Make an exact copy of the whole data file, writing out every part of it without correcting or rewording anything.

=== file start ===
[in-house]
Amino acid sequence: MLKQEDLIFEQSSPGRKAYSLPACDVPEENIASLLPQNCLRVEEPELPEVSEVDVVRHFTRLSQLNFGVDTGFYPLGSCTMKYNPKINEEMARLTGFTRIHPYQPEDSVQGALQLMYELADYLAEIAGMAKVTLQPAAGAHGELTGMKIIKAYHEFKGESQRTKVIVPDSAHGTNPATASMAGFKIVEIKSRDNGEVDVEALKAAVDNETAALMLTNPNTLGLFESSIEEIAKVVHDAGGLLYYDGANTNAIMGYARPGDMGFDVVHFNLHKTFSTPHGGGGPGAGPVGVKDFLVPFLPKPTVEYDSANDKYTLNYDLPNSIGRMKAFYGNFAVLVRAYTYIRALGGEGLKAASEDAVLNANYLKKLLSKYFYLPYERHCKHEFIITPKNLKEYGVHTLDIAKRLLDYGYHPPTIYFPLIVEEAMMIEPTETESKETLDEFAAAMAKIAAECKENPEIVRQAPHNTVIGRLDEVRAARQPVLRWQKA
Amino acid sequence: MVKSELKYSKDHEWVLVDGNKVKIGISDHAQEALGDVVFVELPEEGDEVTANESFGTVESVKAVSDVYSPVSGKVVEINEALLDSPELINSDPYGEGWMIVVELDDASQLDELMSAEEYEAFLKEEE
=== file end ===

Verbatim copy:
[in-house]
Amino acid sequence: MLKQEDLIFEQSSPGRKAYSLPACDVPEENIASLLPQNCLRVEEPELPEVSEVDVVRHFTRLSQLNFGVDTGFYPLGSCTMKYNPKINEEMARLTGFTRIHPYQPEDSVQGALQLMYELADYLAEIAGMAKVTLQPAAGAHGELTGMKIIKAYHEFKGESQRTKVIVPDSAHGTNPATASMAGFKIVEIKSRDNGEVDVEALKAAVDNETAALMLTNPNTLGLFESSIEEIAKVVHDAGGLLYYDGANTNAIMGYARPGDMGFDVVHFNLHKTFSTPHGGGGPGAGPVGVKDFLVPFLPKPTVEYDSANDKYTLNYDLPNSIGRMKAFYGNFAVLVRAYTYIRALGGEGLKAASEDAVLNANYLKKLLSKYFYLPYERHCKHEFIITPKNLKEYGVHTLDIAKRLLDYGYHPPTIYFPLIVEEAMMIEPTETESKETLDEFAAAMAKIAAECKENPEIVRQAPHNTVIGRLDEVRAARQPVLRWQKA
Amino acid sequence: MVKSELKYSKDHEWVLVDGNKVKIGISDHAQEALGDVVFVELPEEGDEVTANESFGTVESVKAVSDVYSPVSGKVVEINEALLDSPELINSDPYGEGWMIVVELDDASQLDELMSAEEYEAFLKEEE